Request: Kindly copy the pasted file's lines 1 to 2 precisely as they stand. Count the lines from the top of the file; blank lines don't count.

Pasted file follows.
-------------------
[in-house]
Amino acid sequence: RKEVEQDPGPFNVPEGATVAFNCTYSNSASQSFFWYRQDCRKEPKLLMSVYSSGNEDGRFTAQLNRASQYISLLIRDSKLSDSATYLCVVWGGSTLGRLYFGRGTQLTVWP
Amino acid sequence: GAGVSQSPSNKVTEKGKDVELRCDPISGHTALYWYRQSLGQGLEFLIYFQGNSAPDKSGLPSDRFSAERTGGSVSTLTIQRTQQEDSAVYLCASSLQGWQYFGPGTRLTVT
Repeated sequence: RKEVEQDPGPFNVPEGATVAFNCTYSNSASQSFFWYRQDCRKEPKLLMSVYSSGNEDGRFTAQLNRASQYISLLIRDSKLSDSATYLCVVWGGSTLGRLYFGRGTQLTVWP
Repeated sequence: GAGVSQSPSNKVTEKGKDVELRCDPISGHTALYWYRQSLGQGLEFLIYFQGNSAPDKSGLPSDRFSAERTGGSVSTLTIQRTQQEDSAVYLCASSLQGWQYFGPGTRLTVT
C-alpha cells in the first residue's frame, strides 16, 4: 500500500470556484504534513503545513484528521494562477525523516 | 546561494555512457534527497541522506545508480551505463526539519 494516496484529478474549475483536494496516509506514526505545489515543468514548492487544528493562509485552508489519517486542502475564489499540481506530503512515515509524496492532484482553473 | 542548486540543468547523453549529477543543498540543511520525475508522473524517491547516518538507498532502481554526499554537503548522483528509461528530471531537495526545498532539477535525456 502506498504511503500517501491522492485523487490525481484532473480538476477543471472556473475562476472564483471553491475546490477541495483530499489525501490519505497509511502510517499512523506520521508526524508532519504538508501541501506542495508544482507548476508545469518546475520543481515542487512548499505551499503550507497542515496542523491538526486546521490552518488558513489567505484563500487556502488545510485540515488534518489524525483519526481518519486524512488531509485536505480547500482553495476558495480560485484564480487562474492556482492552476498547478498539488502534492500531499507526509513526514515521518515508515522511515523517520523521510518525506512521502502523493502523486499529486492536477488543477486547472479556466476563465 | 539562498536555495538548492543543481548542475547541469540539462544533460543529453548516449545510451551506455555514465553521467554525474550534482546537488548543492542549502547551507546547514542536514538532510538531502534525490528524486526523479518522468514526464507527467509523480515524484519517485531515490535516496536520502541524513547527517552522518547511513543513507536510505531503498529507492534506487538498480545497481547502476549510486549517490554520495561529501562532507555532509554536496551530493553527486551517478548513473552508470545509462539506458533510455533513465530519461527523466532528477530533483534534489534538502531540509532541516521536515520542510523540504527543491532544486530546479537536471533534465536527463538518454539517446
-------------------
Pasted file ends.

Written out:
[in-house]
Amino acid sequence: RKEVEQDPGPFNVPEGATVAFNCTYSNSASQSFFWYRQDCRKEPKLLMSVYSSGNEDGRFTAQLNRASQYISLLIRDSKLSDSATYLCVVWGGSTLGRLYFGRGTQLTVWP